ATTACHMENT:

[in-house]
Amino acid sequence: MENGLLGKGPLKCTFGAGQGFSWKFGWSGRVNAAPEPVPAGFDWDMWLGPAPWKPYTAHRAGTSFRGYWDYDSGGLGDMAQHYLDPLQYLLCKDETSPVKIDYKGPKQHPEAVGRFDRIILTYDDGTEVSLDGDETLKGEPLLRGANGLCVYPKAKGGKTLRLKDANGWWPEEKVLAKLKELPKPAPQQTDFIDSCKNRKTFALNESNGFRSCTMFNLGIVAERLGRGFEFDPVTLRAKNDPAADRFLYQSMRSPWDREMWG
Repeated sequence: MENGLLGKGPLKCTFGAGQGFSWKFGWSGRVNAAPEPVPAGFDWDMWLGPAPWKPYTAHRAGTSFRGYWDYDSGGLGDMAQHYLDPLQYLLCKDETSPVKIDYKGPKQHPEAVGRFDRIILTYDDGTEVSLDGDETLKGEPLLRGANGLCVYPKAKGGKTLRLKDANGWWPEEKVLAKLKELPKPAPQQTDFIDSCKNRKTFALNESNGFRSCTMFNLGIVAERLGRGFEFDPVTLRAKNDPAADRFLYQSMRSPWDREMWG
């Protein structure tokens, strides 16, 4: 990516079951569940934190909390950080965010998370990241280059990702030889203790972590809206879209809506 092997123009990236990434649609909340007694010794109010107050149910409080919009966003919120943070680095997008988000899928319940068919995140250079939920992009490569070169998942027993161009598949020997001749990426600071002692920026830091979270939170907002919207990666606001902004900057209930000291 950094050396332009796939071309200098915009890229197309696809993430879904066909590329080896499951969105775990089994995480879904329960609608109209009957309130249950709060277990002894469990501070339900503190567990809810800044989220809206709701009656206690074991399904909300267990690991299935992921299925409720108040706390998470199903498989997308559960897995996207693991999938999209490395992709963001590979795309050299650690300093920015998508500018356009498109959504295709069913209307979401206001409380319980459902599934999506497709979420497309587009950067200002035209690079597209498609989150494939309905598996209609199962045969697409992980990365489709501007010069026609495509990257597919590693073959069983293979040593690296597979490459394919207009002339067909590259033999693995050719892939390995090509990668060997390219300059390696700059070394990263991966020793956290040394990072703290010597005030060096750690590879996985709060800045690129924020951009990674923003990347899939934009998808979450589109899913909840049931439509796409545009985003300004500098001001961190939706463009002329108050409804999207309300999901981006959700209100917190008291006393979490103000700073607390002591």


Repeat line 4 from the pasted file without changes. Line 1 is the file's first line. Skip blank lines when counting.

């Protein structure tokens, strides 16, 4: 990516079951569940934190909390950080965010998370990241280059990702030889203790972590809206879209809506 092997123009990236990434649609909340007694010794109010107050149910409080919009966003919120943070680095997008988000899928319940068919995140250079939920992009490569070169998942027993161009598949020997001749990426600071002692920026830091979270939170907002919207990666606001902004900057209930000291 950094050396332009796939071309200098915009890229197309696809993430879904066909590329080896499951969105775990089994995480879904329960609608109209009957309130249950709060277990002894469990501070339900503190567990809810800044989220809206709701009656206690074991399904909300267990690991299935992921299925409720108040706390998470199903498989997308559960897995996207693991999938999209490395992709963001590979795309050299650690300093920015998508500018356009498109959504295709069913209307979401206001409380319980459902599934999506497709979420497309587009950067200002035209690079597209498609989150494939309905598996209609199962045969697409992980990365489709501007010069026609495509990257597919590693073959069983293979040593690296597979490459394919207009002339067909590259033999693995050719892939390995090509990668060997390219300059390696700059070394990263991966020793956290040394990072703290010597005030060096750690590879996985709060800045690129924020951009990674923003990347899939934009998808979450589109899913909840049931439509796409545009985003300004500098001001961190939706463009002329108050409804999207309300999901981006959700209100917190008291006393979490103000700073607390002591």